where $\begin{array}{c}\text{F}\left(\text{x}\right)\text{=}\begin{array}{c}\text{\mu}\\ \text{\rho}\end{array}\left(\text{x}\right)\text{or}\begin{array}{c}{\text{\mu}}_{\text{en}}\\ \text{\rho}\end{array}\left(\text{x}\right),{\text{a}}_{\text{i}}\text{'}\text{S}\\ \end{array}$ (in units of cm^{2}g^{−1}) are parameters resulting in best fits, x = E/100keV and E is the X-ray photon energy in keV

Data points between 1 (or k-edge) and 400 keV were used. This energy range was divided into regions that result in good agreement with fitted data for 17 elements. These were hydrogen, carbon, oxygen, nitrogen, fluorine, sodium, magnesium, aluminum, silicon, phosphorus, sulfur, chlorine, argon, potassium, calcium, calcium and iron. For the purpose of comparison, computations were carried out for mass attenutation, $\begin{array}{c}\text{\mu}\\ \text{\rho}\end{array}\left(\text{x}\right)$, and mass energy-absorption coefficients, $\begin{array}{c}{\text{\mu}}_{\text{en}}\\ \text{\rho}\end{array}\left(\text{x}\right)$, for some selected materials of biological interest using mixture rule:

$$\frac{\mu}{\rho}\left(x\right)=\sum _{\text{i}}{\text{W}}_{\text{i}}{\left[\frac{\mu}{\rho}\left(x\right)\right]}_{\text{i}}\phantom{\rule{10}{0ex}}\mathrm{(2)}$$

$$\text{and}\frac{{\text{\mu}}_{\text{en}}}{\text{\rho}}\left(\text{x}\right)\text{=}\sum _{\text{i}}{\text{W}}_{\text{i}}{\left[\frac{{\text{\mu}}_{\text{en}}}{\text{\rho}}\left(\text{x}\right)\right]}_{\text{i}}\phantom{\rule{10}{0ex}}\mathrm{(3)}$$

Where ${\left[\frac{\mu}{\rho}\left(x\right)\right]}_{\text{i}}$ and ${\left[\frac{{\text{\mu}}_{\text{en}}}{\text{\rho}}\left(x\right)\right]}_{\text{i}}$ are respectively attenutation, and mass energy-absorption coefficients for the *i*^{th} element in the material and w_{i} is the fraction by weight of the *i*^{th} element.

This rule is considered valid for photons in the energy range under consideration (1-400 keV). For this energy range the values of the factor ‘g,’ which represents the average fraction of the kinetic energy of secondary charged particles, are relatively small.[5] Using the results of the multifits obtained from Eq. (1), computer programs MUA_T and MUEN_T were developed (using FORTRAN language) for the computation of mass attenuation and mass energy-absorption coefficients for body tissues and substitutes of arbitrary percentage-by-mass weighting of elemental composition. These computer programs are available for download via http://okunade.phpnet.us or on request vial email from the author.

The values of parameters resulting in best fits to Eq. (1) are shown in Tables Tables11 and and2.2. Typical results of comparison of values of mass attenuation and mass energy-absorption coefficients obtained from Eq. (1) and fitted values are shown on Figure 1. The results of comparison of values obtained for some selected body tissues by using Eqs. 1–3 and those tabulated in literatures are shown in Figure 2. The variations in values of mass attenuation and mass energy-absorption coefficients for some body tissues as a result of differences in age are shown in Figure 3. Table 3 shows the values of elemental compositions for these selected body tissues.[37]

Variations in the values of mass attenuation and mass energy-absorption coefficients for some body tissues as a result of differences in age (or elemental compositions)

The maximum percentage differences between the values of mass attenuation and mass energy absorption coefficients obtained from Eq. (1) and those fitted are about 2.0% over a large range of energy of photons [Tables [Tables11 and and2].2]. Figures Figures11 and and22 show that the values of mass attenuation and mass-energy absorption coefficients obtained from Eqs. 1–3 and those reported by Hubbell and Seltzer[15] are in good agreement. However, the values of mass attenuation and mass-energy absorption coefficients differ as a result of difference in age [Figure 3]. This difference is attributable to the variations in fraction-by-mass of elements in the body tissue for different ages [Table 3]. For instance, for adipose tissue, the values of mass attenuation and mass-energy absorption coefficients for newborns (in the energy range between 1 keV and 100 keV) differ by 8.0 and 9.0% respectively when compared with those for infants. These differences are 12.0 and 13.0% respectively when comparisons are made between newborns and children. For adults in comparison with newborns, these differences are 25.0 and 27.0% respectively [Figure 3]. Figure 3 shows that the variations of the values of mass attenuation and mass energy-absorption coefficients are remarkably high (maximum of up to 50%) for skeleton-cortical bone for different ages in the energy of photons ranging between 1 keV and 100 keV.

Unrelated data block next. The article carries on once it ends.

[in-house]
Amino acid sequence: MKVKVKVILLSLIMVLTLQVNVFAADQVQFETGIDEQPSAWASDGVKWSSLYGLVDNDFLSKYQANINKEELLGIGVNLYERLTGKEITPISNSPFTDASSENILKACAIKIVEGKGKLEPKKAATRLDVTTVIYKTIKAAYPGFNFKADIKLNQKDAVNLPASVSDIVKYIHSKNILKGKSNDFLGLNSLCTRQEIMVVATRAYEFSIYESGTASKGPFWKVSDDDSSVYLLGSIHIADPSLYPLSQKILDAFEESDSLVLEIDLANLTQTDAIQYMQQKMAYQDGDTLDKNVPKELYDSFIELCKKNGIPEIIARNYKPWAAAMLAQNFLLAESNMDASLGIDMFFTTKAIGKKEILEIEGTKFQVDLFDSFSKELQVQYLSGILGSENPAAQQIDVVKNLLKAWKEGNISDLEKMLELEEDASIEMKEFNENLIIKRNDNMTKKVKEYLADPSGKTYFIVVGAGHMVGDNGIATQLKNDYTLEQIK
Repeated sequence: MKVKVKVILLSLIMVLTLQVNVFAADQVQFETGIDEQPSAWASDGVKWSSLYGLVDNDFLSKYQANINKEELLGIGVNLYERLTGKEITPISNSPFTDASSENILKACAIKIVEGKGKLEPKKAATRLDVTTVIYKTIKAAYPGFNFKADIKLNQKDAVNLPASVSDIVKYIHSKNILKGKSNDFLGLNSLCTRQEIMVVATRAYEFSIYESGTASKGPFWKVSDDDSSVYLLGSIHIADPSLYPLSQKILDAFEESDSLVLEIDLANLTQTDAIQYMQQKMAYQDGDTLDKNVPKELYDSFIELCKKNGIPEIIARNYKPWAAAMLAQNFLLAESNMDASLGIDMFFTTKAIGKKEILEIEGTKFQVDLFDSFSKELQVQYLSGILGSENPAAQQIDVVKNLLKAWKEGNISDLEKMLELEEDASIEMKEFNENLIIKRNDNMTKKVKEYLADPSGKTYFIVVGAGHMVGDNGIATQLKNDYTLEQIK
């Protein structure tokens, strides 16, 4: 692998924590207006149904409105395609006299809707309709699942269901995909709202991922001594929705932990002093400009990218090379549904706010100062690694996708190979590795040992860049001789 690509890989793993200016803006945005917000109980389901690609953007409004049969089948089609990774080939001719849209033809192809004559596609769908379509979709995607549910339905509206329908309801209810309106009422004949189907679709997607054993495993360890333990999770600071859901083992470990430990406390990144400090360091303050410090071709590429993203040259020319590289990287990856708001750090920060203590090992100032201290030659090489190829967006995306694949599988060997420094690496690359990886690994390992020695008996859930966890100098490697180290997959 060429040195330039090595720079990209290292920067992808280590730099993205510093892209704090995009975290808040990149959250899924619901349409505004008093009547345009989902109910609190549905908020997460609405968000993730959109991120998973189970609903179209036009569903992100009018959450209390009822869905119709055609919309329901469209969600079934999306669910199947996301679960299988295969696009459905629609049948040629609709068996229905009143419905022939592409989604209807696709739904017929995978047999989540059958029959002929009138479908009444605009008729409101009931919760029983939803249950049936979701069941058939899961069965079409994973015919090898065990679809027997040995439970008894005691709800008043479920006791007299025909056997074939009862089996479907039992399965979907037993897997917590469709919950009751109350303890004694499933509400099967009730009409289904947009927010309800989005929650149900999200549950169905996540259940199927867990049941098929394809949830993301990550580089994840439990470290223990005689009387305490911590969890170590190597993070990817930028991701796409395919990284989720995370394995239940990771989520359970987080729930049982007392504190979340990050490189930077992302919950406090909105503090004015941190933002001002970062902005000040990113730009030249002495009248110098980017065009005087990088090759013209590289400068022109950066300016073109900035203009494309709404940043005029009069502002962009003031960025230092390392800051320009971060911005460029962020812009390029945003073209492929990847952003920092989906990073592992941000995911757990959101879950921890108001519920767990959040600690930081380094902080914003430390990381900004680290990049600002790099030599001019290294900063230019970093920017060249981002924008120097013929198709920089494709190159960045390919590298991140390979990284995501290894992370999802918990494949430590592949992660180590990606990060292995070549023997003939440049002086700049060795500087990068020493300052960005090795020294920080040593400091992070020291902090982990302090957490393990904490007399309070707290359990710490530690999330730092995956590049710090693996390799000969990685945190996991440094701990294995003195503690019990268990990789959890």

The parameterization and the computer program developed in this work for the evaluation of mass attenuation and mass energy-absorption coefficients are of tremendous usefulness in diagnostic and therapeutic medical procedures. Firstly, the development of ‘body tissue’-equivalent materials requires the matching of the attenuation and absorption characteristics with those of ideal tissue. Secondly, the absorbed doses in biological medium (or body tissue) and dosimeter are related by the ratios of the mass energy-absorption coefficients of X-rays in these media. It is desirable to have tissue-equivalent materials formulated in such a way as to have the same/close elemental composition as the ideal. Producing an exact matching of body tissue and tissue substitutes with the same elemental composition seems practically unachievable. However, both tissue substitute and ideal body tissue are considered to be equivalent if they exhibit the same or close attenuation and absorption properties. Theoretically, this equivalence can be simulated by having the values of (μ/ρ)_{substitute}/(μ/ρ)_{tissue} and (μ_{en}/ρ)_{substitute}/(μ_{en}/ρ)_{tissue} equal to unity across a wide range of energy distribution of photons. In order to assist interested parties in developing substitutes for body tissues, tables of elemental composition by percentage weight, (μ/ρ)_{substitute}/(μ/ρ)_{tissue}, (μ_{en}/ρ)_{substitute}/(μ_{en}/ρ)_{tissue} and densities for some body tissues and 64 tissue substitutes over 33 energy points ranging between 0.01 and 100 MeV have been reported.[38]